The new theory is based on the existence of a synestia, which is a recently discovered beast inhabiting the celestial zoo. Dr. Sarah Stewart and Simon Lock, a graduate student at Harvard and visiting student at UC Davis, first proposed the existence of these puffy planet-forming doughnuts in 2017. A synestia forms when a catastrophic collision between planet-sized objects occurs in a young solar system. This collision results in a rapidly spinning mass of molten and vaporized rock with part of the body orbiting around itself. The entire object ultimately puffs out into a giant doughnut of vaporized rock–the synestia.
A synestia doesn’t hang around it’s young parent-star for very long. These puffy objects last for only hundreds of years, a very brief moment on cosmological time scales. A synestia is destined to shrink rapidly because it radiates heat. This causes the rock vapor to condense into a liquid. Finally, the forming object collapses into a molten planet.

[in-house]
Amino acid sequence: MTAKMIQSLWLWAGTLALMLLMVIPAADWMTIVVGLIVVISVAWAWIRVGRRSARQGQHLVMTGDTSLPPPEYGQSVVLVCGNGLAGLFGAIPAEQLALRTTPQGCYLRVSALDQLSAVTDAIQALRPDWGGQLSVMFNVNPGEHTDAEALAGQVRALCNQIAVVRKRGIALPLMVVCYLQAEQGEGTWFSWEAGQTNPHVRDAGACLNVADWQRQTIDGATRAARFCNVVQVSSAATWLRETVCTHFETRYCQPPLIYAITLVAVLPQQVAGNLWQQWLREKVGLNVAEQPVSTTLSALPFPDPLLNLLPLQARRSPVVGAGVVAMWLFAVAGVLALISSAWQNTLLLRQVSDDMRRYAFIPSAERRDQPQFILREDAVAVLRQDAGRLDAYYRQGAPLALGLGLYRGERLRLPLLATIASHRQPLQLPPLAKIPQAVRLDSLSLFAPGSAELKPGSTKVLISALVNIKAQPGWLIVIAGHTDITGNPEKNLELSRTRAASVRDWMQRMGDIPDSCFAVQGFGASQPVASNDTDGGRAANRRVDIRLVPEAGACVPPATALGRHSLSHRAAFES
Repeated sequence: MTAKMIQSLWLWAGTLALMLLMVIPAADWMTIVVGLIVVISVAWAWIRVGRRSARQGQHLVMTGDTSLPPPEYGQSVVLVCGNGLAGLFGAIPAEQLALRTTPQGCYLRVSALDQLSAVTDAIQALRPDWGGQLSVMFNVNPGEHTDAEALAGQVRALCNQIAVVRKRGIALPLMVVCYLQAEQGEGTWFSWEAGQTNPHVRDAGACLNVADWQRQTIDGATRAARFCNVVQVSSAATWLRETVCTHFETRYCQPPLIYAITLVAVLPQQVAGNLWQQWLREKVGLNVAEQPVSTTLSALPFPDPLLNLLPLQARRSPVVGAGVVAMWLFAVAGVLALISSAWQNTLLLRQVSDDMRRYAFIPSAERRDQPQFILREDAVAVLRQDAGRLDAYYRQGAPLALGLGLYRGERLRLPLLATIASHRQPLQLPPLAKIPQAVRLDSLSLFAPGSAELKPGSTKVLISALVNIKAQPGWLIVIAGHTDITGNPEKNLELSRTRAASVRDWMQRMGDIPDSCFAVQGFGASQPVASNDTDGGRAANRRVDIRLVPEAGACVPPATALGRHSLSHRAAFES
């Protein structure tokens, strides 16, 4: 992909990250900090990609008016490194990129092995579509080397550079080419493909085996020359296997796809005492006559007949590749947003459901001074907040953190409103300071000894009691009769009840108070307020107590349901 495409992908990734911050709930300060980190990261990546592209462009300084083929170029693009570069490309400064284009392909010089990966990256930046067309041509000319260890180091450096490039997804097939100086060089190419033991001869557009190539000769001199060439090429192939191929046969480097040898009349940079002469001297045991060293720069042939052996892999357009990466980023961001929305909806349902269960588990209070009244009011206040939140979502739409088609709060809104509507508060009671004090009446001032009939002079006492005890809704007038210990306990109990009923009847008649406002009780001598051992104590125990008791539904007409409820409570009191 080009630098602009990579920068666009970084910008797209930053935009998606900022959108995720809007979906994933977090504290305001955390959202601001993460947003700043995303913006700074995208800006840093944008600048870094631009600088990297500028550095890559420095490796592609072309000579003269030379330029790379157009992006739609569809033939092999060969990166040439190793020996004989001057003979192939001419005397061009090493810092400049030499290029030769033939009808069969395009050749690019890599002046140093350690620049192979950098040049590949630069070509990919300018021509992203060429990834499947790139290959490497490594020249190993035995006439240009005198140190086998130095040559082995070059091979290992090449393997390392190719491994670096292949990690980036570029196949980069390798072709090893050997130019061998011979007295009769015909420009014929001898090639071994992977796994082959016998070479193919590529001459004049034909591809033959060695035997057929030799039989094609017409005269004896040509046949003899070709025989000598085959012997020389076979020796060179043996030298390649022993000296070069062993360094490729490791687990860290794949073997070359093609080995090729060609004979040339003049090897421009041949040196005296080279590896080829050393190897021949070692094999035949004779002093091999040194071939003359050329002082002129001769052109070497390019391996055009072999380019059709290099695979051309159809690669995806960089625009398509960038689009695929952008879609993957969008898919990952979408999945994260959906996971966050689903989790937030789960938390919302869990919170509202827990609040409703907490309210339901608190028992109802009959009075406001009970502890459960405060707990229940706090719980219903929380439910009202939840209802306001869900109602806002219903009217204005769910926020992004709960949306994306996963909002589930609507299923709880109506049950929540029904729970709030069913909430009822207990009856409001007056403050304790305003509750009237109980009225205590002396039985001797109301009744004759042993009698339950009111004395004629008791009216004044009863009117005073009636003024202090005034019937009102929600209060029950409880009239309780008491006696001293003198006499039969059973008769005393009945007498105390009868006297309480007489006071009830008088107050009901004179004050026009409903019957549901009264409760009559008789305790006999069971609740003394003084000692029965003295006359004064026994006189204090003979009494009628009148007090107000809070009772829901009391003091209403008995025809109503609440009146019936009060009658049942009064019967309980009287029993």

Simon Lock explained in the February 28, 2018 Geospace report that, “Our model starts with a collision that forms a synestia. The Moon forms inside the vaporized Earth at temperatures of four to six thousand degrees Fahrenheit and pressures of tens of atmospheres.”
One of the advantages of this new scenario, Lock continued to note, is that there are many ways to form a suitable synestia. The formation of a synestia does not merely depend on a devastating collison with the right sized object happening in precisely the right way.